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Massachusetts Regulators Now Require Sportsbooks To Add 21+ Label

MA sportsbooks must now include a “21+” disclaimer on ads that can be seen in sporting venues Fenway Park, TD Garden and Gillette Stadium.

Metal Number 21 with Massachusetts sports betting
Photo by PlayUSA
Katarina Vojvodic Avatar
2 mins read

The Massachusetts Gaming Commission (MGC) voted 3-2 on June 29 to require sportsbooks to display a “21-and-over” rule for stadium ads. Commissioners Eileen O’Brien, Jordan Maynard and Nakisha Skinner voted yes, while Chair Cathy Judd-Stein and Commissioner Bradford Hill voted no.

The message should make it clear that Massachusetts sports betting is only available for people 21 and over. Companies will have 90 days to comply, with the rule going into effect as of June 30.

The initial bill included a similar requirement, but it was removed as it was believed to be too restrictive.

Massachusetts’ new ad requirement applies to fixed signage

The request makes Massachusetts the first US state to require operators to include such a warning on standalone logos.

The “21 and over” language will appear on all standalone sports betting logos at Massachusetts’s three major professional sports venues:

  • Fenway Park
  • TD Garden
  • Gillette Stadium

The change applies to fixed signage and is restricted to displays in sports arenas.

The proposed rule would have initially required the “21+” description on public logos, but it was revised to include only sports venues.

Sports teams oppose the new regulation

Three Massachusetts teams submitted a letter to the MGC opposing the regulation:

  • Boston Bruins
  • Boston Celtics
  • Boston Red Sox 

Their disagreement centered on the following questions:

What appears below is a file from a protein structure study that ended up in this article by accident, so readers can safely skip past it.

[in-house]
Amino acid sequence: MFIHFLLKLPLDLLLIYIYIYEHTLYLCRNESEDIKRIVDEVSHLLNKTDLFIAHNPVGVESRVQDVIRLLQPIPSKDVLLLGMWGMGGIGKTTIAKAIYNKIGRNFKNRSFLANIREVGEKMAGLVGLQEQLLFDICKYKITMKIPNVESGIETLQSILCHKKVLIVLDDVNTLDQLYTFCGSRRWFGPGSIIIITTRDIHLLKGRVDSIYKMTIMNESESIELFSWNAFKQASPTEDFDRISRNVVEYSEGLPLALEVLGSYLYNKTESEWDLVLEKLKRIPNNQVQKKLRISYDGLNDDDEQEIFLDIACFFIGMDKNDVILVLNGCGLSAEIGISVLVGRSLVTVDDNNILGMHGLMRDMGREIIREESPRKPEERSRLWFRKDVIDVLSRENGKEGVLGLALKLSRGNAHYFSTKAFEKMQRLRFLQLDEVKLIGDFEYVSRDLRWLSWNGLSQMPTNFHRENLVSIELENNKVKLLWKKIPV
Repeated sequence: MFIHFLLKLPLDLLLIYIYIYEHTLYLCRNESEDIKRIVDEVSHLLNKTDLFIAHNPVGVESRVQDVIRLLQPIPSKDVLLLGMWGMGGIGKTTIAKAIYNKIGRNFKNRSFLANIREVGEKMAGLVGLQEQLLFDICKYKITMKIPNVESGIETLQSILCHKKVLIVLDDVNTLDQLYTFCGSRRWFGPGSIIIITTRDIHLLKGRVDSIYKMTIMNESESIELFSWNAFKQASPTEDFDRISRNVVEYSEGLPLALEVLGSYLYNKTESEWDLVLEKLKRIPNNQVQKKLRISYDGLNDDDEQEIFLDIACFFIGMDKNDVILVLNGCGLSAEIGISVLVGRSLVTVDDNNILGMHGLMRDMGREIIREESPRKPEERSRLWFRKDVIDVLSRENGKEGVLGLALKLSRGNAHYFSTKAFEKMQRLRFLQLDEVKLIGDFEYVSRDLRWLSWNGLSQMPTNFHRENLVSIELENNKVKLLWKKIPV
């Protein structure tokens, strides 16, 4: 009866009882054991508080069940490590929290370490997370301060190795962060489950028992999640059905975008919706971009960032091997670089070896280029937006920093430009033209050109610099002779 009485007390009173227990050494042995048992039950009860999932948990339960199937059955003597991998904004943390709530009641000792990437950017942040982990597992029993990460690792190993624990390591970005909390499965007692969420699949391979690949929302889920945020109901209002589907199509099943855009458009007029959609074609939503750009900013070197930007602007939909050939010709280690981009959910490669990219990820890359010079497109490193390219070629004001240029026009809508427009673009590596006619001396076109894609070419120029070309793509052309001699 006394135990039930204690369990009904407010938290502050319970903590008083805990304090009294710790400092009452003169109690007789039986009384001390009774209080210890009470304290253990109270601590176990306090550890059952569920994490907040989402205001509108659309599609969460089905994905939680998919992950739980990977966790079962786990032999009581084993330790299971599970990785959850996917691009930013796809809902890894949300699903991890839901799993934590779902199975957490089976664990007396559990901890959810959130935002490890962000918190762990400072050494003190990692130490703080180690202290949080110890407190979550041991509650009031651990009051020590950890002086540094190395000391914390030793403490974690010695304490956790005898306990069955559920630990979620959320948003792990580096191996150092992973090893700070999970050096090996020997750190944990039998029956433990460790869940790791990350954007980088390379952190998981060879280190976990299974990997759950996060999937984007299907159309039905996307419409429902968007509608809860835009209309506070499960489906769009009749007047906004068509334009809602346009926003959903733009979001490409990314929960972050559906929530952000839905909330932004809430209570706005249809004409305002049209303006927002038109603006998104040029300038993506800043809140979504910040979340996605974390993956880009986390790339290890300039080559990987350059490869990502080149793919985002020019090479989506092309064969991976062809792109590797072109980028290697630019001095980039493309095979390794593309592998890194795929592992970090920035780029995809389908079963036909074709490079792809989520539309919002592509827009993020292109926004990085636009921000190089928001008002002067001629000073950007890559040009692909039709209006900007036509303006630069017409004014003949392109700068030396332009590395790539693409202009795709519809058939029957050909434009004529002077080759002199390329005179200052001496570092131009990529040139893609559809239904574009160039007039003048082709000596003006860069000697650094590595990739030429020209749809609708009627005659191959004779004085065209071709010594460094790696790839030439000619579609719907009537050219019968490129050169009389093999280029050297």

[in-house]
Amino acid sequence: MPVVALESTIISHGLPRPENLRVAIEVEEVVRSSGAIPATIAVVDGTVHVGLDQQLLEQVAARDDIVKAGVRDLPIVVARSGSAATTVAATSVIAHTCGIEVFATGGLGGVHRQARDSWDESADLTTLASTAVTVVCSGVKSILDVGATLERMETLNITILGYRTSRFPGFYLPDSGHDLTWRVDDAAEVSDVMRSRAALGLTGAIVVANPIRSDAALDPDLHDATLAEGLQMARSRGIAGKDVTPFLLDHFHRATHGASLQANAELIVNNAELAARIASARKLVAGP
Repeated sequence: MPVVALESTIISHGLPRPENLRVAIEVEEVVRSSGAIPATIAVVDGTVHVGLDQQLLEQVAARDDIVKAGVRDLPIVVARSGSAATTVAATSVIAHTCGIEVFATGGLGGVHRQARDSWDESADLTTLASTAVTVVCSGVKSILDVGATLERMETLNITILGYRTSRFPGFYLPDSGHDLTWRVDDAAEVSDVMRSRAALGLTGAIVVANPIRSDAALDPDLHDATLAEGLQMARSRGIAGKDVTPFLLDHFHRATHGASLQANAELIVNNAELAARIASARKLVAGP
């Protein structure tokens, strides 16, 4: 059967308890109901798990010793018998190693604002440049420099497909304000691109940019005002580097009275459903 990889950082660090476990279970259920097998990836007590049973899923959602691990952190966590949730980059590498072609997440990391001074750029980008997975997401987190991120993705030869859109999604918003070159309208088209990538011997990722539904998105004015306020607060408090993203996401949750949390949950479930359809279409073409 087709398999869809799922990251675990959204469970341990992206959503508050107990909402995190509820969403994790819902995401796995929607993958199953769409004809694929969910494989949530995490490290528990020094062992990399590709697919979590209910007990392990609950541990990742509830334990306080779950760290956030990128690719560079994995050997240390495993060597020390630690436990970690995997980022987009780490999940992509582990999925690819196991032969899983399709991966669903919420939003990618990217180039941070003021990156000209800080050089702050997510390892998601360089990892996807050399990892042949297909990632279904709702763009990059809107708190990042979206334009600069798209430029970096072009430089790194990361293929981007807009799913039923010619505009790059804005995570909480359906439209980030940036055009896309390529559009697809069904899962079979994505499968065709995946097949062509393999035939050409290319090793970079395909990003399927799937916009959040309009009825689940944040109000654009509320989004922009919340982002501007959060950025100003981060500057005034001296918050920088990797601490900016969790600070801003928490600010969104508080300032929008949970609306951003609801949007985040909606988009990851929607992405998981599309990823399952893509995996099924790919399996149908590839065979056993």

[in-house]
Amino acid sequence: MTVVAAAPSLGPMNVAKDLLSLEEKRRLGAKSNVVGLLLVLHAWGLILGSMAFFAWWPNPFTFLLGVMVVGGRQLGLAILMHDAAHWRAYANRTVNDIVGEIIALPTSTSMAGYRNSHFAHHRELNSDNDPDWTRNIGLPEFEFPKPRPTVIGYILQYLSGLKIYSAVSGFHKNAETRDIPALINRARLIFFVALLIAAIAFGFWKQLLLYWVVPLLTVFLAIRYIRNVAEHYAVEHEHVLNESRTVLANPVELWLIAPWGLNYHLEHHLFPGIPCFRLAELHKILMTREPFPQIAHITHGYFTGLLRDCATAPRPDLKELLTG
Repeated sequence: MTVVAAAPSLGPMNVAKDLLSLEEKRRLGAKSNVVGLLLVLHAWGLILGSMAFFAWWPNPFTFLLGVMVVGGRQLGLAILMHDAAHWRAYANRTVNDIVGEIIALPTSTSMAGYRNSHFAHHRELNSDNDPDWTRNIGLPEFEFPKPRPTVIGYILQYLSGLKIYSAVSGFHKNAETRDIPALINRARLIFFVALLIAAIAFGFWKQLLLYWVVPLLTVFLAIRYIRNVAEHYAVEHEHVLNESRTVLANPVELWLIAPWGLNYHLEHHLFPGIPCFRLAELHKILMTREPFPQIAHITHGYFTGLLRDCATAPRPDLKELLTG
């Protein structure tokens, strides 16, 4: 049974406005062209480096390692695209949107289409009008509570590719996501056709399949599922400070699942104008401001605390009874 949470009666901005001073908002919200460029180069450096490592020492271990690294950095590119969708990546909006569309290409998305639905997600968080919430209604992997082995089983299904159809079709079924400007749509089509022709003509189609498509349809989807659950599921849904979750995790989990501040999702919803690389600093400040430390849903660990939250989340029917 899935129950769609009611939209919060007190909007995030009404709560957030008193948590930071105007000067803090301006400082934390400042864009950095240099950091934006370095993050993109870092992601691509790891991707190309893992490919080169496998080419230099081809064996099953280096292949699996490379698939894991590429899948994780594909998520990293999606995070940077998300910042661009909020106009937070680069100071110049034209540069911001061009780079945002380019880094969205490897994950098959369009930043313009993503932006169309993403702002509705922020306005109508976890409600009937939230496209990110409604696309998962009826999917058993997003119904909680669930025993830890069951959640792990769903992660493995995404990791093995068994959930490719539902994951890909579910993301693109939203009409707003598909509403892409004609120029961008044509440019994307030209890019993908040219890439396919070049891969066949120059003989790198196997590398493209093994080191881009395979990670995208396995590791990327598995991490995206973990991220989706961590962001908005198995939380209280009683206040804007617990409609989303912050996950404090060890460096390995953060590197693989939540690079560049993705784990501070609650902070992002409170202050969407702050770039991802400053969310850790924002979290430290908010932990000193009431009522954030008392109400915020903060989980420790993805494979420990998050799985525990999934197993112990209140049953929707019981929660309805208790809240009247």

1. Is there a real likelihood that the display of a logo by itself on a sign might make minors more interested in betting on sports?
  2. Is it necessary to require a disclaimer accompanying an operator’s branding logo, when the operator’s actual website or in-person sportsbook will have very clear limits preventing minors from registering and placing bets?
  3. If a particular entity offers both daily fantasy sports contests and sports betting, would the mere display of its logo require a “21 or older” disclaimer, when that limit would not apply to the company’s fantasy games?
  4. For fixed signs – whether on billboards, buses and trains or in sports venues – would “21 or older” language need to be a particular size in relation to the logo?
  5. Are there any other examples in the US where a standalone corporate logo is required to be accompanied by a legal disclaimer?

The following Massachusetts sportsbooks were also against the regulation change:

  • Barstool Sportsbook
  • DraftKings
  • Fanatics
  • WynnBet
Katarina Vojvodic Avatar
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Katarina Vojvodic is a lead writer for PlayUSA who lives in Toronto. Vojvodic provides coverage of the US gambling industry with a focus on US online casinos. Previously, she covered Ontario’s online gambling industry for PlayCanada.com. Vojvodic holds a master’s degree in journalism from the University of Belgrade. Outside working hours, she can be found near the water with her husband and their two kids.

View all posts by Katarina Vojvodic

Katarina Vojvodic is a lead writer for PlayUSA who lives in Toronto. Vojvodic provides coverage of the US gambling industry with a focus on US online casinos. Previously, she covered Ontario’s online gambling industry for PlayCanada.com. Vojvodic holds a master’s degree in journalism from the University of Belgrade. Outside working hours, she can be found near the water with her husband and their two kids.

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